Empire of the Racnoss

Posted in Audio by - July 28, 2017
Empire of the Racnoss

Released July 2017

After battling the Weeping Angels in the first Classic Doctors, New Monsters box set, Peter Davison’s Fifth Doctor now encounters the Racnoss in Scott Handcock’s ‘Empire of the Racnoss.’ As the TARDIS is torn from the vortex and the Doctor finds himself in the midst of an ages-old conflict involving his own people, he soon finds that his good intentions come with consequences that always find him on the wrong side.

Without question, the Fifth Doctor is often portrayed as one of the kindest and most gentlemanly of the Doctor’s many incarnations, and it makes perfect sense that he would absolve himself of any allegiance to his people and help a fallen Racnoss when afforded the opportunity. However, as old wounds run deep, he soon finds himself suspected by the Racnoss of criminal acts and by the imprisoned Time Lords of brazen treason. This and the ensuing events as he teams with rather unlikely allies result in one of the rare times when the Doctor’s strong sense of morality leads to more anguish than had he simply towed party lines and turned a blind eye, and Peter Davison is superb as he showcases a faintly beleaguered undertone to his staunch determination as events that blur peace and war continue to escalate and turn against him.

It’s fair to say that the Racnoss from the Tenth Doctor story ‘The Runaway Bride’ was one of the most ostentatious villains that modern Doctor Who has introduced, and the over-the-top speech patterns easily transition to the audio medium without missing a beat thanks to some truly superb voice acting. There is undeniably something missing without the grandiose motions to go along with them, though, and although this is no fault of Handcock or of Big Finish, that sense of disconnect does sometimes result in the Racnoss seeming to be just a bit too showy in a way that doesn’t completely befit the escalating peril. However, the development of the Racnoss hierarchical society is immense and together with the many layered schemes that continue to reveal themselves help to create a sense of familiarity- albeit not always for the best reasons- for a race that has more or less remained a mystery while staying perfectly true to what has previously been established and the undying importance of their children.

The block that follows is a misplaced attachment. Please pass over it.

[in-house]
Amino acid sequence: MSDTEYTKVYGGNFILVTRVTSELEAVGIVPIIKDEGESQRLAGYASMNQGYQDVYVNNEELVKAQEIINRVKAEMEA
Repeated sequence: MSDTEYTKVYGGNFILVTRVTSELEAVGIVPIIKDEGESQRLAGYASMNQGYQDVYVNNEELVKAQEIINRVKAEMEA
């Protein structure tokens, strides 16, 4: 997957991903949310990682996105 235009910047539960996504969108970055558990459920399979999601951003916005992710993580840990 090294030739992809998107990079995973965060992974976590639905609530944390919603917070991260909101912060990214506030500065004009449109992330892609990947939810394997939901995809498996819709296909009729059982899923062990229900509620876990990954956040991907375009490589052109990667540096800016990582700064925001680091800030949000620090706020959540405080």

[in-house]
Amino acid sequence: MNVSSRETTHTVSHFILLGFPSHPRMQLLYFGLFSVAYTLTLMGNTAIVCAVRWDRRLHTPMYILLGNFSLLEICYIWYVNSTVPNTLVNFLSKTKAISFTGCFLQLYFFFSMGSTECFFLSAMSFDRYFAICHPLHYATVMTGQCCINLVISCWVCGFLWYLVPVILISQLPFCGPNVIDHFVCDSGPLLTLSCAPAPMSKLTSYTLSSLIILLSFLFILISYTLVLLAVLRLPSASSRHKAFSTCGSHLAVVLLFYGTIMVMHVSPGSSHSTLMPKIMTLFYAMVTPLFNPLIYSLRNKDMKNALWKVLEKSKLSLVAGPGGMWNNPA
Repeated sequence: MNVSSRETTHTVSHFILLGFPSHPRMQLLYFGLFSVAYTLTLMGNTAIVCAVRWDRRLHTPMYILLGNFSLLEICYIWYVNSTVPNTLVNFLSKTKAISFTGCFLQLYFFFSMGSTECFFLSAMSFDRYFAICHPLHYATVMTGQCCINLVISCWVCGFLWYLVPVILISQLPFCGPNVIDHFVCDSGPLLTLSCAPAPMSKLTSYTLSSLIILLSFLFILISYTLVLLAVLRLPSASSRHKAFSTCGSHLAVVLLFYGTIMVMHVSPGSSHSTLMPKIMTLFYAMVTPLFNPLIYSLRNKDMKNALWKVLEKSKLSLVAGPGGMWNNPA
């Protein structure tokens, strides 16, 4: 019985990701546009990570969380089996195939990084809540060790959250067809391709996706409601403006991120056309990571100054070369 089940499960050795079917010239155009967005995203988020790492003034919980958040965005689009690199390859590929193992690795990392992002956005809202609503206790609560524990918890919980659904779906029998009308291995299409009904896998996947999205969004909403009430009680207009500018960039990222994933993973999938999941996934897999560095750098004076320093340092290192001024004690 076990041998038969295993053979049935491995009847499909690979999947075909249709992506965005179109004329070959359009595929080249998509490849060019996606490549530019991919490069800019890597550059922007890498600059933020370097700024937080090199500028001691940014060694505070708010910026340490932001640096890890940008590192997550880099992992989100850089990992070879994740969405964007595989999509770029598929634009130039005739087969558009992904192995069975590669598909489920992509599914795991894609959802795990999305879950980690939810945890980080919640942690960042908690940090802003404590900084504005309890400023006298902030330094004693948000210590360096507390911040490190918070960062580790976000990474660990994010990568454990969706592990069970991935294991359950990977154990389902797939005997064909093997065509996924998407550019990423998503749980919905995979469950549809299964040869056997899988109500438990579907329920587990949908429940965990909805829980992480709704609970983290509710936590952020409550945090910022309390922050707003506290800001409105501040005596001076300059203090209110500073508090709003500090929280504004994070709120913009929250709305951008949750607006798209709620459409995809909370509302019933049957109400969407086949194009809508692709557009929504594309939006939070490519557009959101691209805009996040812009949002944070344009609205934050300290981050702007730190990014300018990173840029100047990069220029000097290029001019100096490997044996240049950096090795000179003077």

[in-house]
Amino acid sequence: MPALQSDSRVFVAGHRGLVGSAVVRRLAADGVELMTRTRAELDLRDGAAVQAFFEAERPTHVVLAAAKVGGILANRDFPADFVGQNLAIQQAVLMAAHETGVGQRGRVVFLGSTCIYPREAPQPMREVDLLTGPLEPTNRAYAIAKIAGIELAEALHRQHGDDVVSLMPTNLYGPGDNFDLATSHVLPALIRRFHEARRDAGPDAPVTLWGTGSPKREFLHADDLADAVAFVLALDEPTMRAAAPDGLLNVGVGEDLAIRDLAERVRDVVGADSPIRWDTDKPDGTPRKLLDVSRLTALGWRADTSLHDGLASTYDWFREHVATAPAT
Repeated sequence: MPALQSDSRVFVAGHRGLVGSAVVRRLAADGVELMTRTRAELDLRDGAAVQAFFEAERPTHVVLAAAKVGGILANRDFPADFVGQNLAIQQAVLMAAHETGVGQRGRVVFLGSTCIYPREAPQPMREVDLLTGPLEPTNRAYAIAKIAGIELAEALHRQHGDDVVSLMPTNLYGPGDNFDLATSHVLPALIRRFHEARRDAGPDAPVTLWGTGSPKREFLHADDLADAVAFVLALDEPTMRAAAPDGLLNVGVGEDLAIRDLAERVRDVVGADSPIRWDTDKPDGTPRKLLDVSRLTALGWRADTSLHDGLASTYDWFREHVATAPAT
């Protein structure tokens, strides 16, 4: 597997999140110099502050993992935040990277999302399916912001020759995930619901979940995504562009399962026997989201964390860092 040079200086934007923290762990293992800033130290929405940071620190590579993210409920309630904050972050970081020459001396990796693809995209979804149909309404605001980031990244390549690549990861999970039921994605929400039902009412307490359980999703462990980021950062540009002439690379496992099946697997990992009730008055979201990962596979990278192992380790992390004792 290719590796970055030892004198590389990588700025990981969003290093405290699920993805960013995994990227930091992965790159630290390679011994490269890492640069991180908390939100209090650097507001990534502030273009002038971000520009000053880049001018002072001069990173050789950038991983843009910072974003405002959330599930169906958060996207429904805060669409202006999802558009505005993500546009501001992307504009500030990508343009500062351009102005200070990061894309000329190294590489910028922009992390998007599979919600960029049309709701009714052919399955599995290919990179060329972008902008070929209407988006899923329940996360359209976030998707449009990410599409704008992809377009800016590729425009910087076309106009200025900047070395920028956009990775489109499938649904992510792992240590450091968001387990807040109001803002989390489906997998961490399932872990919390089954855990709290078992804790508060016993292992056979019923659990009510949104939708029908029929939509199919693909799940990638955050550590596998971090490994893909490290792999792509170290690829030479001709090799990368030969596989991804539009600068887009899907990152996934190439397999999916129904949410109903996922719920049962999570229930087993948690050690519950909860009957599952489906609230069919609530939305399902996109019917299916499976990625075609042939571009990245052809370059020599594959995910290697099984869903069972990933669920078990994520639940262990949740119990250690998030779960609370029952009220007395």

Given how many adventures the Doctor has been on through the years, it’s surprising that he has so rarely come across non-villainous Time Lords on his travels. Accordingly, ‘Empire of the Racnoss’ is afforded some extra dramatic weight by showing the Fifth Doctor as an unwilling participant in a war featuring his own people that he would just as soon avoid. Unsurprisingly, the Gallifreyans he finds himself in the company of are not strictly moral beings themselves, but it’s quite surprising after all of the talk about how much of an outsider the Doctor is how easily his heroic and pacifist influence can spread to them. Likely because of the time needed to flesh out the twisting plot, there simply isn’t enough time to fully develop the change in attitude naturally, but it nonetheless leads to a satisfying progression of the plot and a very poignant moment at the resolution that puts the harrowing events around them into a slightly more positive light.

‘Empire of the Racnoss’ is a story slightly too big for its allotted running time, but it is undeniably the perfect story to reintroduce the Racnoss and prove that there is plenty of potential for further storylines featuring the race should the desire ever arise. The superb vocal performances and moments of strong drama as deeper layers of the plot and the extent to which both the Doctor and the Racnoss are willing to go by themselves create a solid foundation, and the usual strong production and sound design only further enhance the overall experience.

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